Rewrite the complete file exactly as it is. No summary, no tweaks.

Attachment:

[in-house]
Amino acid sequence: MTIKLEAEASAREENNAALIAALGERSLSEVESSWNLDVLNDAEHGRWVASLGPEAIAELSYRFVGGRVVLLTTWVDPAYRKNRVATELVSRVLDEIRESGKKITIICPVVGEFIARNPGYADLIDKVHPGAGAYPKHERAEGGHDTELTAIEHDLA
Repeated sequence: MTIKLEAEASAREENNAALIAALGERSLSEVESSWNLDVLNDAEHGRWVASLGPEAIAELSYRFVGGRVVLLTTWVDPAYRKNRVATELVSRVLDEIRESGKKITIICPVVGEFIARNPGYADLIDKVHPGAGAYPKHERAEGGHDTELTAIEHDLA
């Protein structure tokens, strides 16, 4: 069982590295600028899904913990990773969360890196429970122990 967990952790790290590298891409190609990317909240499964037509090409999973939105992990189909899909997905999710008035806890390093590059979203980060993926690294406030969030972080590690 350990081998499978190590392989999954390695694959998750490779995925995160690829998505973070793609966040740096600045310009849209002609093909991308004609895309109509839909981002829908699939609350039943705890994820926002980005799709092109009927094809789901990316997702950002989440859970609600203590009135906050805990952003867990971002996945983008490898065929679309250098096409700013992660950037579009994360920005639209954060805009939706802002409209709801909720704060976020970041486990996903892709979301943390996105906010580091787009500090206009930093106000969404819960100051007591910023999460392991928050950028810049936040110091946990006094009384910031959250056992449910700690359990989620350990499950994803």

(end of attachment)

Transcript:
[in-house]
Amino acid sequence: MTIKLEAEASAREENNAALIAALGERSLSEVESSWNLDVLNDAEHGRWVASLGPEAIAELSYRFVGGRVVLLTTWVDPAYRKNRVATELVSRVLDEIRESGKKITIICPVVGEFIARNPGYADLIDKVHPGAGAYPKHERAEGGHDTELTAIEHDLA
Repeated sequence: MTIKLEAEASAREENNAALIAALGERSLSEVESSWNLDVLNDAEHGRWVASLGPEAIAELSYRFVGGRVVLLTTWVDPAYRKNRVATELVSRVLDEIRESGKKITIICPVVGEFIARNPGYADLIDKVHPGAGAYPKHERAEGGHDTELTAIEHDLA
């Protein structure tokens, strides 16, 4: 069982590295600028899904913990990773969360890196429970122990 967990952790790290590298891409190609990317909240499964037509090409999973939105992990189909899909997905999710008035806890390093590059979203980060993926690294406030969030972080590690 350990081998499978190590392989999954390695694959998750490779995925995160690829998505973070793609966040740096600045310009849209002609093909991308004609895309109509839909981002829908699939609350039943705890994820926002980005799709092109009927094809789901990316997702950002989440859970609600203590009135906050805990952003867990971002996945983008490898065929679309250098096409700013992660950037579009994360920005639209954060805009939706802002409209709801909720704060976020970041486990996903892709979301943390996105906010580091787009500090206009930093106000969404819960100051007591910023999460392991928050950028810049936040110091946990006094009384910031959250056992449910700690359990989620350990499950994803």